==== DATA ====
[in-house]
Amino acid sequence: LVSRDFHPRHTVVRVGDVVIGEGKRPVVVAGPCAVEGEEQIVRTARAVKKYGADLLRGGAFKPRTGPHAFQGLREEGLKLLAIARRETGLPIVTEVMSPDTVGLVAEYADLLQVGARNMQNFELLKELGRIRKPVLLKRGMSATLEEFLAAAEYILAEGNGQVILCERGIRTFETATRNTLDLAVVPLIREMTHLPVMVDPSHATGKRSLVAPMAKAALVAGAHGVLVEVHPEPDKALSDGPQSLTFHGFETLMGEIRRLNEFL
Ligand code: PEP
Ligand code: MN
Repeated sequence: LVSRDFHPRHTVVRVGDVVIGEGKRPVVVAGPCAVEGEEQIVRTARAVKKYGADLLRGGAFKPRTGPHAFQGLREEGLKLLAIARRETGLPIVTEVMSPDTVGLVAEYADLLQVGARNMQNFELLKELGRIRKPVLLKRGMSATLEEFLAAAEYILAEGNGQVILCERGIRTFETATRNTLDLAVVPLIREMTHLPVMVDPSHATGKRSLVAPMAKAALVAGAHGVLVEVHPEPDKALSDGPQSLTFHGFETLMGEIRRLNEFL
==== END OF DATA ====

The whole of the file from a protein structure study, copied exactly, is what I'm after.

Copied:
[in-house]
Amino acid sequence: LVSRDFHPRHTVVRVGDVVIGEGKRPVVVAGPCAVEGEEQIVRTARAVKKYGADLLRGGAFKPRTGPHAFQGLREEGLKLLAIARRETGLPIVTEVMSPDTVGLVAEYADLLQVGARNMQNFELLKELGRIRKPVLLKRGMSATLEEFLAAAEYILAEGNGQVILCERGIRTFETATRNTLDLAVVPLIREMTHLPVMVDPSHATGKRSLVAPMAKAALVAGAHGVLVEVHPEPDKALSDGPQSLTFHGFETLMGEIRRLNEFL
Ligand code: PEP
Ligand code: MN
Repeated sequence: LVSRDFHPRHTVVRVGDVVIGEGKRPVVVAGPCAVEGEEQIVRTARAVKKYGADLLRGGAFKPRTGPHAFQGLREEGLKLLAIARRETGLPIVTEVMSPDTVGLVAEYADLLQVGARNMQNFELLKELGRIRKPVLLKRGMSATLEEFLAAAEYILAEGNGQVILCERGIRTFETATRNTLDLAVVPLIREMTHLPVMVDPSHATGKRSLVAPMAKAALVAGAHGVLVEVHPEPDKALSDGPQSLTFHGFETLMGEIRRLNEFL